John Jorgenson performs live with ToneDexter

To create the presets for the gypsy jazz guitar and mandolin and their piezo pickup systems, he used Ear Trumpet’s Edwina large-diaphragm condenser. Since he began using the ToneDexter, he says that “it has made it 100 times easier for the monitor and FOH engineers to get a good sound.”

He still needs to add a volume pedal going into the unit, because with the gypsy jazz and bluegrass combos he can no longer back off the mic to comp chords when not soloing. Jorgenson adds, “I’ve never been happy playing mandolin on a big stage, but with this system it works amazingly – dynamics, tone, you don’t have to change your right hand technique – you can play like you want to play.”

Jeff Ross is an LA-based gypsy jazz player – along with blues, rockabilly, and other styles, using the traditional Selmer Maccaferi guitar and also a la’ud (similar to a small oud, both using Big Tone or similar bridge-mounted piezo pickup systems) in ensembles such as the Hot Club of LA and Gypsy Groove.

He says that the fight has always been between getting sufficient level by sacrificing the tonality of the guitar, or using a mic and not being able to compete with the other louder instruments on stage.

Ross notes that “people think that the harsh piezo sound can be dealt with in the EQ, but it’s not in the EQ – even shaping the highs and upper mids, I can still hear that harsh, picky sound but it sounds like there’s a blanket over it.”

“With the ToneDexter,” he adds, “I can get the headroom without worrying about feeding back, and I can get a nice acoustic guitar sound.”

Ross approached creating presets for the ToneDexter a bit differently, going to two different studios and using several different high-end Maccaferi guitars – the same basic model as his guitar with the same pickup system, and Neumann condenser mics to create a variety of WaveMaps to use with his performing instrument. During sound check, he selects which preset sounds best in the room with the sound system.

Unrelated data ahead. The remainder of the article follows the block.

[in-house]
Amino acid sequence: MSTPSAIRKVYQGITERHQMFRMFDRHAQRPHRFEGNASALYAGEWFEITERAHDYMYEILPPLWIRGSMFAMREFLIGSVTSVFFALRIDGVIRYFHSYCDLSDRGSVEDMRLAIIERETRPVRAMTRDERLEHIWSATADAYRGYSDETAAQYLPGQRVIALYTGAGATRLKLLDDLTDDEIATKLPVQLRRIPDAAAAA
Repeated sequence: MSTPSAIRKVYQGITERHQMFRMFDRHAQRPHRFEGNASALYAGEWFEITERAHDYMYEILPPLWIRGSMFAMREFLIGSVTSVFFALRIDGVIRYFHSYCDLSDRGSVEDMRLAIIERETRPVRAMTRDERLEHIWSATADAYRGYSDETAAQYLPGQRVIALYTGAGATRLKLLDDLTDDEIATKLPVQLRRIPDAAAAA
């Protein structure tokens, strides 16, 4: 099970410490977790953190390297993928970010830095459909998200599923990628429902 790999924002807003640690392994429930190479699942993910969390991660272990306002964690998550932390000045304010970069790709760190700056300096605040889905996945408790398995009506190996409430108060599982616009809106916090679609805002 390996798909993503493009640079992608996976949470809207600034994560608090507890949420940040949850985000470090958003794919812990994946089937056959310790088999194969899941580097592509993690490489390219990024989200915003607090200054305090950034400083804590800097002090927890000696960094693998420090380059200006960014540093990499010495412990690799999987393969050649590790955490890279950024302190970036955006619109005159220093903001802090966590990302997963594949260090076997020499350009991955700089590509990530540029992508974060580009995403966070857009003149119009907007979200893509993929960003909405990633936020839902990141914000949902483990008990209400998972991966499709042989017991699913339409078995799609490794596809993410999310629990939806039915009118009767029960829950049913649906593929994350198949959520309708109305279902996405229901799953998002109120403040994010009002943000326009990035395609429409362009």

Firmware & Other Details

The latest firmware upgrades for the ToneDexter preamp/DI offer three different versions: for guitar and similarly pitched instruments; acoustic and upright basses; and treble instruments such as mandolin, violin, or ukulele. The versions provide different frequency ranges for the notch filter and equalizer, and a longer sampling for the bass WaveMap. For example, the bass notch filter ranges between 37 and 165 Hz.

The same unit can be updated with any of these versions, but will only hold one at a time. So a sound company could keep ToneDexter systems in their touring inventory, customize them before the tour for the basic instrument type, and then train them to the particular instruments during pre-production or before the gig while on the road.

All in all, from my experience with the ToneDexter acoustic instrument preamp/DI and from the touring professionals who have used it in concert, the system is a potential game-changer for the live reproduction of acoustic stringed instruments. The sound can be customized to the specific qualities of the instrument and pickup system, yielding the characteristics of a miked acoustic with the flexibility and greater SPL before feedback of a pickup.

Read More
Inside Audio Filtering Part 2: More Fundamental FIR Filter Concepts & Applications In Loudspeakers

Find out more about ToneDexter at the Audio Sprockets website. Units can also be purchased ($399) via the site.